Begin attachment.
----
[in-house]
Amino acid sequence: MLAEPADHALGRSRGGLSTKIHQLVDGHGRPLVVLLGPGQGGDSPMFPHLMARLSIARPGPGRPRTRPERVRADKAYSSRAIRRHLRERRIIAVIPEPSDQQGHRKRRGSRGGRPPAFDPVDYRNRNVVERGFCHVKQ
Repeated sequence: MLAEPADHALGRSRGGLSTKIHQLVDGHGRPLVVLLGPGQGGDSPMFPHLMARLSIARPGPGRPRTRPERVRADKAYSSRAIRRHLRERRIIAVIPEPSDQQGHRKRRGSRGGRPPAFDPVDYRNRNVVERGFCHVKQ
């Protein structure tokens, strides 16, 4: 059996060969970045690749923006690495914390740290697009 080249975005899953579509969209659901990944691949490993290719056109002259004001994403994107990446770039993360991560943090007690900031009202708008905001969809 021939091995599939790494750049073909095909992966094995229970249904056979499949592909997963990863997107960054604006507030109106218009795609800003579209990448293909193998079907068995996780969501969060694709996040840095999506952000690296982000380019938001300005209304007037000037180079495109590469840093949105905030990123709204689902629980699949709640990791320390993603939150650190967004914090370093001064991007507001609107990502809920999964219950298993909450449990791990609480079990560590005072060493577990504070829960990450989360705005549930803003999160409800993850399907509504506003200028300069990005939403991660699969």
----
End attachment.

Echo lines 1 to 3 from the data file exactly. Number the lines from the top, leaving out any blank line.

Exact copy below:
[in-house]
Amino acid sequence: MLAEPADHALGRSRGGLSTKIHQLVDGHGRPLVVLLGPGQGGDSPMFPHLMARLSIARPGPGRPRTRPERVRADKAYSSRAIRRHLRERRIIAVIPEPSDQQGHRKRRGSRGGRPPAFDPVDYRNRNVVERGFCHVKQ
Repeated sequence: MLAEPADHALGRSRGGLSTKIHQLVDGHGRPLVVLLGPGQGGDSPMFPHLMARLSIARPGPGRPRTRPERVRADKAYSSRAIRRHLRERRIIAVIPEPSDQQGHRKRRGSRGGRPPAFDPVDYRNRNVVERGFCHVKQ